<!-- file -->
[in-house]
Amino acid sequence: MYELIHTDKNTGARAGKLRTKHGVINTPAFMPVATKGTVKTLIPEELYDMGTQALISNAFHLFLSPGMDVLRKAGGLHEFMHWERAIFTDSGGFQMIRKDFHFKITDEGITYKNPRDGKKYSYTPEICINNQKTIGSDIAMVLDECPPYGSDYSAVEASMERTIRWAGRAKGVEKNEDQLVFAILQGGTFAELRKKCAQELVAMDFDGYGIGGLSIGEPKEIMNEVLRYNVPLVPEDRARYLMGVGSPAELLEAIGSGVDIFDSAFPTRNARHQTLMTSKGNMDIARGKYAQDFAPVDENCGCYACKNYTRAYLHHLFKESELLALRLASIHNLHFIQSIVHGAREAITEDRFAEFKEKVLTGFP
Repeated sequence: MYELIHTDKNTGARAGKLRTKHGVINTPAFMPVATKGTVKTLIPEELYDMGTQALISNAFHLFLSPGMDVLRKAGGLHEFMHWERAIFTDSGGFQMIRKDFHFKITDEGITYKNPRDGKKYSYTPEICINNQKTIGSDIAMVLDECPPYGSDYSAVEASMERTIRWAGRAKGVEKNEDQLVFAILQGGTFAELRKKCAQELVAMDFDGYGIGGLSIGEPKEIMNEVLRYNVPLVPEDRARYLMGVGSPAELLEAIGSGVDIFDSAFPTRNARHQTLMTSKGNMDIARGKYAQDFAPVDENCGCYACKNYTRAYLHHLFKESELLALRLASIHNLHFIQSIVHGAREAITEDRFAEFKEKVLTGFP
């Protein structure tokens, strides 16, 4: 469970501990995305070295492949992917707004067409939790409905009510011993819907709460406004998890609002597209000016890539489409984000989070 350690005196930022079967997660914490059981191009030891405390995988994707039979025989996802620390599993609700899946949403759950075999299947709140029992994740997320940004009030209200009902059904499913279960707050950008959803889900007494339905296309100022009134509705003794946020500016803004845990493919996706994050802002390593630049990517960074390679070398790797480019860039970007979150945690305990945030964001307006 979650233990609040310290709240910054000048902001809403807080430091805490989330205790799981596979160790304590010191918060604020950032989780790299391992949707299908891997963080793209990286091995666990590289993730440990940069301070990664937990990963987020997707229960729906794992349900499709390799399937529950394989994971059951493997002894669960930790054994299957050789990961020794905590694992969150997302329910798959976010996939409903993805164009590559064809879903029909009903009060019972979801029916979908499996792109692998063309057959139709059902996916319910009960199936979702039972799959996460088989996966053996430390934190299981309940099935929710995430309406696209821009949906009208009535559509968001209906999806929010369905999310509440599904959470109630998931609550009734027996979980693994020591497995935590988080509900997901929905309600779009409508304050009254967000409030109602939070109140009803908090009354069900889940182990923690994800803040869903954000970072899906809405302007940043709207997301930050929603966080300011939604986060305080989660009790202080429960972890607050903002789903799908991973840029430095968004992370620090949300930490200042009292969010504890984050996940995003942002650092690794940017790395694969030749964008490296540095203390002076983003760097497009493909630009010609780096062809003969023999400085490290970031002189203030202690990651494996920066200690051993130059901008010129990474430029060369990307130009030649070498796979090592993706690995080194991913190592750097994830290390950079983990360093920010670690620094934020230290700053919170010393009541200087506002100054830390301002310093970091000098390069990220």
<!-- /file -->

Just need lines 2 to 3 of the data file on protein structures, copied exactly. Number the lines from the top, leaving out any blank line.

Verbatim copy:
Amino acid sequence: MYELIHTDKNTGARAGKLRTKHGVINTPAFMPVATKGTVKTLIPEELYDMGTQALISNAFHLFLSPGMDVLRKAGGLHEFMHWERAIFTDSGGFQMIRKDFHFKITDEGITYKNPRDGKKYSYTPEICINNQKTIGSDIAMVLDECPPYGSDYSAVEASMERTIRWAGRAKGVEKNEDQLVFAILQGGTFAELRKKCAQELVAMDFDGYGIGGLSIGEPKEIMNEVLRYNVPLVPEDRARYLMGVGSPAELLEAIGSGVDIFDSAFPTRNARHQTLMTSKGNMDIARGKYAQDFAPVDENCGCYACKNYTRAYLHHLFKESELLALRLASIHNLHFIQSIVHGAREAITEDRFAEFKEKVLTGFP
Repeated sequence: MYELIHTDKNTGARAGKLRTKHGVINTPAFMPVATKGTVKTLIPEELYDMGTQALISNAFHLFLSPGMDVLRKAGGLHEFMHWERAIFTDSGGFQMIRKDFHFKITDEGITYKNPRDGKKYSYTPEICINNQKTIGSDIAMVLDECPPYGSDYSAVEASMERTIRWAGRAKGVEKNEDQLVFAILQGGTFAELRKKCAQELVAMDFDGYGIGGLSIGEPKEIMNEVLRYNVPLVPEDRARYLMGVGSPAELLEAIGSGVDIFDSAFPTRNARHQTLMTSKGNMDIARGKYAQDFAPVDENCGCYACKNYTRAYLHHLFKESELLALRLASIHNLHFIQSIVHGAREAITEDRFAEFKEKVLTGFP